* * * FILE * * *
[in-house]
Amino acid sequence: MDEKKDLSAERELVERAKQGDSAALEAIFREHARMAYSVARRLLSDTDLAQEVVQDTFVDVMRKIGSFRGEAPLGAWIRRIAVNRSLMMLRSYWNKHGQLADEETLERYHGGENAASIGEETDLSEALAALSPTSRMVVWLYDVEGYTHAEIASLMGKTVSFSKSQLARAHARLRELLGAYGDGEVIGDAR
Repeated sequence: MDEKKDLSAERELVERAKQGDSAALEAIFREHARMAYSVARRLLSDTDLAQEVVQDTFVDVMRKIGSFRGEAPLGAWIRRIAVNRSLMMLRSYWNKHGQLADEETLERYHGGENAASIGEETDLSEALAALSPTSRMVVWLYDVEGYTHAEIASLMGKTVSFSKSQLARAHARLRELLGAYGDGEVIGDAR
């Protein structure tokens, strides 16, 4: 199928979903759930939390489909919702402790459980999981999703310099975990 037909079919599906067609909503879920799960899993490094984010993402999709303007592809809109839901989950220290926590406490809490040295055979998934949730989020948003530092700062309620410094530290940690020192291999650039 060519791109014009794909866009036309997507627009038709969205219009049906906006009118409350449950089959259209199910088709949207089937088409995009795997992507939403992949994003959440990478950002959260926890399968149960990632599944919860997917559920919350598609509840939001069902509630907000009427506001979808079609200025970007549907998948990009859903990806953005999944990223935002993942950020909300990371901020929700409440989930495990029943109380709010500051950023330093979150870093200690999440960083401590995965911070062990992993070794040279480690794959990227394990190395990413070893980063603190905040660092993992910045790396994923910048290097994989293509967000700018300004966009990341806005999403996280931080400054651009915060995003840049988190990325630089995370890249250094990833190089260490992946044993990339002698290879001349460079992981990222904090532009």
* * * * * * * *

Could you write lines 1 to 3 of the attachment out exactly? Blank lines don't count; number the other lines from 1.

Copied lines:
[in-house]
Amino acid sequence: MDEKKDLSAERELVERAKQGDSAALEAIFREHARMAYSVARRLLSDTDLAQEVVQDTFVDVMRKIGSFRGEAPLGAWIRRIAVNRSLMMLRSYWNKHGQLADEETLERYHGGENAASIGEETDLSEALAALSPTSRMVVWLYDVEGYTHAEIASLMGKTVSFSKSQLARAHARLRELLGAYGDGEVIGDAR
Repeated sequence: MDEKKDLSAERELVERAKQGDSAALEAIFREHARMAYSVARRLLSDTDLAQEVVQDTFVDVMRKIGSFRGEAPLGAWIRRIAVNRSLMMLRSYWNKHGQLADEETLERYHGGENAASIGEETDLSEALAALSPTSRMVVWLYDVEGYTHAEIASLMGKTVSFSKSQLARAHARLRELLGAYGDGEVIGDAR